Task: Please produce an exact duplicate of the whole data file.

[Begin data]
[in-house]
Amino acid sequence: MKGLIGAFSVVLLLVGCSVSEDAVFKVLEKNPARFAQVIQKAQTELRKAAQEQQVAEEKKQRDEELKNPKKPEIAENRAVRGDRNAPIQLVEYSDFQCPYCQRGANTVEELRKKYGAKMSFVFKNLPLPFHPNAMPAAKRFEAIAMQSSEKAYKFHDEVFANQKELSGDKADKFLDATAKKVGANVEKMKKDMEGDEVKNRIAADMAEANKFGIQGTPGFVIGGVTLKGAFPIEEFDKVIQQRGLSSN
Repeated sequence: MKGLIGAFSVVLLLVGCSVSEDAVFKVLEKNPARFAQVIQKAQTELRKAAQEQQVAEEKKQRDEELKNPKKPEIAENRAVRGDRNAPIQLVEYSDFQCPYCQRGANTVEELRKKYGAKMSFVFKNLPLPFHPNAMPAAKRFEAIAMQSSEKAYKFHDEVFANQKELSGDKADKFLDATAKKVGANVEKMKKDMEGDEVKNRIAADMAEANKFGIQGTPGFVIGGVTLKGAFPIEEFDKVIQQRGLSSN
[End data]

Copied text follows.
[in-house]
Amino acid sequence: MKGLIGAFSVVLLLVGCSVSEDAVFKVLEKNPARFAQVIQKAQTELRKAAQEQQVAEEKKQRDEELKNPKKPEIAENRAVRGDRNAPIQLVEYSDFQCPYCQRGANTVEELRKKYGAKMSFVFKNLPLPFHPNAMPAAKRFEAIAMQSSEKAYKFHDEVFANQKELSGDKADKFLDATAKKVGANVEKMKKDMEGDEVKNRIAADMAEANKFGIQGTPGFVIGGVTLKGAFPIEEFDKVIQQRGLSSN
Repeated sequence: MKGLIGAFSVVLLLVGCSVSEDAVFKVLEKNPARFAQVIQKAQTELRKAAQEQQVAEEKKQRDEELKNPKKPEIAENRAVRGDRNAPIQLVEYSDFQCPYCQRGANTVEELRKKYGAKMSFVFKNLPLPFHPNAMPAAKRFEAIAMQSSEKAYKFHDEVFANQKELSGDKADKFLDATAKKVGANVEKMKKDMEGDEVKNRIAADMAEANKFGIQGTPGFVIGGVTLKGAFPIEEFDKVIQQRGLSSN